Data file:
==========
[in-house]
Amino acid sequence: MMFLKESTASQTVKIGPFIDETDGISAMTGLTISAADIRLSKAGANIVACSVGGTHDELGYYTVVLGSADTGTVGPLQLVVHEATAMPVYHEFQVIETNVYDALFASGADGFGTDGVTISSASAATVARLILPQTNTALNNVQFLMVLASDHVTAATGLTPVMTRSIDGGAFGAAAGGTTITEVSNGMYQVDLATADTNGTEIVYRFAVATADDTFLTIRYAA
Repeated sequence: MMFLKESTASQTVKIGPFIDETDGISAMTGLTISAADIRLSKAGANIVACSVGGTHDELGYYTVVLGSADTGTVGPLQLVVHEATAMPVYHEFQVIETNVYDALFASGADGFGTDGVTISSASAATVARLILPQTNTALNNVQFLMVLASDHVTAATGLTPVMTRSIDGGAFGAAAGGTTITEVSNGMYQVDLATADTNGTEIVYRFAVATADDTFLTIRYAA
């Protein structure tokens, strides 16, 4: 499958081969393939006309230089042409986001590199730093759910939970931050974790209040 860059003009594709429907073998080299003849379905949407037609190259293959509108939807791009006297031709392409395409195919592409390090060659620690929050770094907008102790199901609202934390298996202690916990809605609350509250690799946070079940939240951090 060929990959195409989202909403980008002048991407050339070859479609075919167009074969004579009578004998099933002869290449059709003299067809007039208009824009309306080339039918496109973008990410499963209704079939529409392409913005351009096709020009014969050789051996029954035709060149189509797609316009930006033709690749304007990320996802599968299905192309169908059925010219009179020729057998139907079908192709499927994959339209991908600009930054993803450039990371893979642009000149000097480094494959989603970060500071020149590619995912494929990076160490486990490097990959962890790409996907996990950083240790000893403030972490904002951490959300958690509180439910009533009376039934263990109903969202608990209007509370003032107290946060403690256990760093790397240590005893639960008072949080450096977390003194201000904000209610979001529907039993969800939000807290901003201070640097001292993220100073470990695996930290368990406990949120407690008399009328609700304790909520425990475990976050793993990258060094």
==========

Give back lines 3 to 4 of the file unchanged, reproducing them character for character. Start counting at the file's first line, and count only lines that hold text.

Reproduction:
Repeated sequence: MMFLKESTASQTVKIGPFIDETDGISAMTGLTISAADIRLSKAGANIVACSVGGTHDELGYYTVVLGSADTGTVGPLQLVVHEATAMPVYHEFQVIETNVYDALFASGADGFGTDGVTISSASAATVARLILPQTNTALNNVQFLMVLASDHVTAATGLTPVMTRSIDGGAFGAAAGGTTITEVSNGMYQVDLATADTNGTEIVYRFAVATADDTFLTIRYAA
């Protein structure tokens, strides 16, 4: 499958081969393939006309230089042409986001590199730093759910939970931050974790209040 860059003009594709429907073998080299003849379905949407037609190259293959509108939807791009006297031709392409395409195919592409390090060659620690929050770094907008102790199901609202934390298996202690916990809605609350509250690799946070079940939240951090 060929990959195409989202909403980008002048991407050339070859479609075919167009074969004579009578004998099933002869290449059709003299067809007039208009824009309306080339039918496109973008990410499963209704079939529409392409913005351009096709020009014969050789051996029954035709060149189509797609316009930006033709690749304007990320996802599968299905192309169908059925010219009179020729057998139907079908192709499927994959339209991908600009930054993803450039990371893979642009000149000097480094494959989603970060500071020149590619995912494929990076160490486990490097990959962890790409996907996990950083240790000893403030972490904002951490959300958690509180439910009533009376039934263990109903969202608990209007509370003032107290946060403690256990760093790397240590005893639960008072949080450096977390003194201000904000209610979001529907039993969800939000807290901003201070640097001292993220100073470990695996930290368990406990949120407690008399009328609700304790909520425990475990976050793993990258060094």